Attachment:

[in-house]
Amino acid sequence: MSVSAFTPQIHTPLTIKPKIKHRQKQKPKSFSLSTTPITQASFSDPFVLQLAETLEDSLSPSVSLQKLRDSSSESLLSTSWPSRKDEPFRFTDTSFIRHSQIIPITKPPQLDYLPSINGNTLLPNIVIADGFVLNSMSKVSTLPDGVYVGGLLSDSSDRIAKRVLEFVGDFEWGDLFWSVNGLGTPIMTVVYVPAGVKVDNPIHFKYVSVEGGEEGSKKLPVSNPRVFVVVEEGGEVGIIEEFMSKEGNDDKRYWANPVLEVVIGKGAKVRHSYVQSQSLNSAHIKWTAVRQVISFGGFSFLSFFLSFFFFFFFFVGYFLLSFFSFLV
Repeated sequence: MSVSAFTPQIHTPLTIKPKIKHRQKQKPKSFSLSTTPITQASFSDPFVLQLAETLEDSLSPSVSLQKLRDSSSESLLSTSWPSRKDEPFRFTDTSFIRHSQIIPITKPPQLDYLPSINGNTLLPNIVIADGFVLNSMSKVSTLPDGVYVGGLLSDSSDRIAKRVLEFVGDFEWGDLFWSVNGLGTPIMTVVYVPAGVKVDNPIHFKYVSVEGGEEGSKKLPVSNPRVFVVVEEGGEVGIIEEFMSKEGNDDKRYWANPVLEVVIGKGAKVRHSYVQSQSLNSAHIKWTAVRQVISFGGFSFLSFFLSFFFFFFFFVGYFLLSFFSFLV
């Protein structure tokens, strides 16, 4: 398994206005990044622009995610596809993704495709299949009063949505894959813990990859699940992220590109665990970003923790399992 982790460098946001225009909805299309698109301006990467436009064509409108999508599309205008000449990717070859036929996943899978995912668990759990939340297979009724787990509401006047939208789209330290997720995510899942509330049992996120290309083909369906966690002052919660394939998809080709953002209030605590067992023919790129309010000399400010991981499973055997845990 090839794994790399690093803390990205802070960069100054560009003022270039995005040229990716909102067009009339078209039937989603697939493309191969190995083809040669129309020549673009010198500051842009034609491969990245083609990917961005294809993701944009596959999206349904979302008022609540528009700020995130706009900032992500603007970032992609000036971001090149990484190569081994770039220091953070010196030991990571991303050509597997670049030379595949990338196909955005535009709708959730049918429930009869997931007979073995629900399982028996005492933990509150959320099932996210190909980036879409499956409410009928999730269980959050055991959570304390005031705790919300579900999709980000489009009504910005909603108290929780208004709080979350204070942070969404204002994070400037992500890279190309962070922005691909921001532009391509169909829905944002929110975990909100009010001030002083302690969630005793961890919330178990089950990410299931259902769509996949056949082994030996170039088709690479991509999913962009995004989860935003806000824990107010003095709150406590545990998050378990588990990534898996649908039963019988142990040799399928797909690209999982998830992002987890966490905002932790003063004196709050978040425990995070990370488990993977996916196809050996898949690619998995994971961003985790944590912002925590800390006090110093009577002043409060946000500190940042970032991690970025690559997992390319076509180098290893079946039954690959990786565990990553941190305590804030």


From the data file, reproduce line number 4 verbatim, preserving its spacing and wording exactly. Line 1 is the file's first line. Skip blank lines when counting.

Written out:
């Protein structure tokens, strides 16, 4: 398994206005990044622009995610596809993704495709299949009063949505894959813990990859699940992220590109665990970003923790399992 982790460098946001225009909805299309698109301006990467436009064509409108999508599309205008000449990717070859036929996943899978995912668990759990939340297979009724787990509401006047939208789209330290997720995510899942509330049992996120290309083909369906966690002052919660394939998809080709953002209030605590067992023919790129309010000399400010991981499973055997845990 090839794994790399690093803390990205802070960069100054560009003022270039995005040229990716909102067009009339078209039937989603697939493309191969190995083809040669129309020549673009010198500051842009034609491969990245083609990917961005294809993701944009596959999206349904979302008022609540528009700020995130706009900032992500603007970032992609000036971001090149990484190569081994770039220091953070010196030991990571991303050509597997670049030379595949990338196909955005535009709708959730049918429930009869997931007979073995629900399982028996005492933990509150959320099932996210190909980036879409499956409410009928999730269980959050055991959570304390005031705790919300579900999709980000489009009504910005909603108290929780208004709080979350204070942070969404204002994070400037992500890279190309962070922005691909921001532009391509169909829905944002929110975990909100009010001030002083302690969630005793961890919330178990089950990410299931259902769509996949056949082994030996170039088709690479991509999913962009995004989860935003806000824990107010003095709150406590545990998050378990588990990534898996649908039963019988142990040799399928797909690209999982998830992002987890966490905002932790003063004196709050978040425990995070990370488990993977996916196809050996898949690619998995994971961003985790944590912002925590800390006090110093009577002043409060946000500190940042970032991690970025690559997992390319076509180098290893079946039954690959990786565990990553941190305590804030």